Some people use the term to describe a dense beverage, while others associate it with a high caffeine content or a darker roast.
There are different definitions of what is meant by “strong coffee” worldwide. Therefore, it is essential for coffee shop owners, bartenders and roasters to understand what people might want when they ask for something substantial.
To learn more about different perceptions of strong coffee worldwide, I reached out to several industry experts for insight. Here’s what they said.
Science Of Strength Coffee Espresso Milk/Coffee (caffeine)
The Specialty Coffee Association measures a beer’s strength in “total dissolved solids” (TDS). TDS is a measure of concentration; it reflects the amount of coffee dissolved into the hot water in our cup.
Ibrahim Saad is a Q student at Torch Coffee Labs in Saudi Arabia. He told me that regardless of roast profile, “strength” can be measured through the number of dissolved solids remaining in the cup after extraction.
While TDS provides us with a measurable number, an individual’s perception of ” power ” differs from person to person. Claudia Leite is the Head of Shared Value Creation at Nespresso Brazil. She explains that when someone tastes something they consider “strong,” it creates a nagging sensation in their mouth.
This activates the olfactory memory of taste and smell, which perceives the stimulus as a “strong” taste. Put: when you taste something, your brain compares this with previous flavors and smells to determine if you consider it vital.
How Does One Definite Strong Coffee World? Coffee/Coffee (make)
Claudia says that Brazilians want their coffee to be roasted a lot. Historically, she says, most coffee destined for people in Brazil has been burned too thoroughly to cover imperfections. Claudia says there is a belief that dark roasted coffee is “stronger” and that “many brands end up using this cultural attribute to advertise their products.”
Kristiyana Ancheva, owner of Zero Point Espresso Bar in Spain, says that when customers order a strong coffee, they want the drink to have a thick body.
According to Michalis Dimitrakopoulos, a top barista from Greece, a strong coffee must have a long and intense flavor. He added: “For the general public, the thicker a cup of coffee, the more ‘strong’ it is.
Tommaso Bongini is a roaster for Gearbox Coffee in Florence, Italy. “Many people here associate strong coffee with a cup that has a huge impact on your mouth in terms of aroma and taste, not caffeine content,” he said. According to Tommaso, Italians find that bitterness is preferred in a cup of coffee and not acidity.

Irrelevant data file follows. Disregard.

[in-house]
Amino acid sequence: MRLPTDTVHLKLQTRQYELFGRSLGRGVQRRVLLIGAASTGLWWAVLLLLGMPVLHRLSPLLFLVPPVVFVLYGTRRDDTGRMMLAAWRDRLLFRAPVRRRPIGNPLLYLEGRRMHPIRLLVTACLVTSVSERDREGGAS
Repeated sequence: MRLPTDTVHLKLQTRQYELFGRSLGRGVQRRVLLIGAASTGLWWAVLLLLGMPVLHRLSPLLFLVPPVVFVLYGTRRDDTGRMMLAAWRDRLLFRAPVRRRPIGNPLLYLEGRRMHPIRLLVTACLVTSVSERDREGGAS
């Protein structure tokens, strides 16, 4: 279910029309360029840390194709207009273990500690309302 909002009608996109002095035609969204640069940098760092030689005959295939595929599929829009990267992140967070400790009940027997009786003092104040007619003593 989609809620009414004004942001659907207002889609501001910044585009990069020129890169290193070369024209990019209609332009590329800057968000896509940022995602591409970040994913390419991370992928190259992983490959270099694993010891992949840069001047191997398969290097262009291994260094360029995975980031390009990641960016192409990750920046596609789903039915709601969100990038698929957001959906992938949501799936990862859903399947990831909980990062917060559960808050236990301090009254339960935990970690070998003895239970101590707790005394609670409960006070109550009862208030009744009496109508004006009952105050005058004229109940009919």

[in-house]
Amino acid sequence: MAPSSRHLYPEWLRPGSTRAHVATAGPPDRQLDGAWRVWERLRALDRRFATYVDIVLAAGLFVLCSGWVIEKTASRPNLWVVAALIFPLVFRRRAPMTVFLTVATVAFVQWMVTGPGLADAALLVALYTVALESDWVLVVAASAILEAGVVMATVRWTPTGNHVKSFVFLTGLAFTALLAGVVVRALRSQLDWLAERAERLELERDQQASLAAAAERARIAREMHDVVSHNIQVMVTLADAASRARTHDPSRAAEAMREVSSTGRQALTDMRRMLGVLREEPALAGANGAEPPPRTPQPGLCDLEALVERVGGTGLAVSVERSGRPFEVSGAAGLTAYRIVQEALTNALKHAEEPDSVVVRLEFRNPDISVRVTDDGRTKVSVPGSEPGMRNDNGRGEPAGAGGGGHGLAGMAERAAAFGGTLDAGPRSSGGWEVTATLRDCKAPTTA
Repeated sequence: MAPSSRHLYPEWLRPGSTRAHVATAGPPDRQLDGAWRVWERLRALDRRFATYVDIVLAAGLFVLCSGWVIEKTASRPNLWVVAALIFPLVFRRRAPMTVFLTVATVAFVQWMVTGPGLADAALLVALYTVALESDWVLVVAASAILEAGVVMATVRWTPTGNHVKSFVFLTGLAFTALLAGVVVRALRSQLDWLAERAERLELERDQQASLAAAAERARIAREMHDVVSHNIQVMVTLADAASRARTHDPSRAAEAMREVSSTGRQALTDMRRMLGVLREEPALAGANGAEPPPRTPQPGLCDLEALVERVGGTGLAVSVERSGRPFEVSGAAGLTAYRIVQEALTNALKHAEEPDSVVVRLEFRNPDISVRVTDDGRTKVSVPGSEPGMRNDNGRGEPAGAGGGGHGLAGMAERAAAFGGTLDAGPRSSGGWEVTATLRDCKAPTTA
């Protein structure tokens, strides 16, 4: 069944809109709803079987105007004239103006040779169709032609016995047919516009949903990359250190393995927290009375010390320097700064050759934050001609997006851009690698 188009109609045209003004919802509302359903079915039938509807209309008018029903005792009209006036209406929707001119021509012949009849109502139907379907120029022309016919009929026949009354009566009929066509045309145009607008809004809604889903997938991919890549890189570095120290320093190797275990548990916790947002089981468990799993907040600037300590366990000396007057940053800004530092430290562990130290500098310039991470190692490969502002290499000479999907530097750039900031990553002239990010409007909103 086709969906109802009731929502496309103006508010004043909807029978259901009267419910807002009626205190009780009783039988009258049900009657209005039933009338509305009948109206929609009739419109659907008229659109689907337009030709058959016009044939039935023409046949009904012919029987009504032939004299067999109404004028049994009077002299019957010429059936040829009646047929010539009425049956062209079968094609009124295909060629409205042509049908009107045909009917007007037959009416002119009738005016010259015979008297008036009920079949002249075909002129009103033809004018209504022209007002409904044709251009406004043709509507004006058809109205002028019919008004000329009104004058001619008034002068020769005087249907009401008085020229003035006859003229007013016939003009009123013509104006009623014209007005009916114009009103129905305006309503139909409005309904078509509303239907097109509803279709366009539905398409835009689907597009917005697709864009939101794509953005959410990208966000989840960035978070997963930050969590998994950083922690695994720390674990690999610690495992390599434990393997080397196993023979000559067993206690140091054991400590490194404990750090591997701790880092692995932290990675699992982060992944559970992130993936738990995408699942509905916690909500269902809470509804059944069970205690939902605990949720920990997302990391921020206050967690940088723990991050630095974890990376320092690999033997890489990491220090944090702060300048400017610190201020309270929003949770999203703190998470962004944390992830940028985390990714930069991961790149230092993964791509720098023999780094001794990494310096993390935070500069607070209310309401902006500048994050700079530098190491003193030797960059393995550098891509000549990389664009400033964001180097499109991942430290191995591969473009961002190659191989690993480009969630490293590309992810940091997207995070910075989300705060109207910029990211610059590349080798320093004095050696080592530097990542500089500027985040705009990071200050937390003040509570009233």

Fiqri Aunurofiq is a bartender for Three Folks Coffee & Creamery in Indonesia. His customers consider a strong coffee to be “black, hot and bitter”.
However, Indonesian coffee shop owner Jaya Lim, referring to the caffeine content of the cup, said that “a strong coffee makes my heart beat faster after a sip, like Vietnamese street coffee “.
Shaun Aupais is the founder of the Red Band Barista Academy in Port Elizabeth, South Africa. He believes that, in general, people define strong coffee based on “the bitterness of the coffee and the length of time you steep it”.
However, Shaun believes that it is challenging to develop an official definition of what strong coffee drinks is. He says it often depends on the drinker and their background.
Meet Customers’ Expectations Coffee/Coffee (press, coffee)
Regardless of SCA’s point of view – that strength is measured through TDS – it is clear that “strong” means different things to different people. Therefore, coffee shop owners, baristas, and roasters must communicate effectively when a customer or buyer asks if the coffee is strong.
For example, Claudia explains that Nespresso doesn’t grade coffee for consumers by strength. Instead, they separate the coffees using a “strength” meter. According to Claudia, this is determined by three factors: “Roast degree, grind size, and durability on the palate”. This helps customers understand the nuances and complex qualities of the coffee.
“Many people feel that the best coffee is the strongest one,” says Claudia. Claudia says, but she disagrees with this. She believes there is a global perception that there should be a “direct relationship between coffee quality, coffee flavors café and strength”, but personally believes that “every coffee is individual”.
Some people also associate strength with various beverages. Tommaso explains that most of his customers think of strong coffee culture as one that contains more caffeine than usual. He says many of them believe a ristretto has more caffeine than a regular espresso drink coffee world when the only difference between the two is the water ratio.
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The most precise definition of “strong” coffee from SCA is a cup with a high percentage of total dissolved solids travel. But when a customer asks for a strong coffee, their definition most likely doesn’t match the barista’s definition.
How about you? Do you agree with the SCA definition of cups VietNam? Or do you have your understanding of what makes coffee roasting types so strong?
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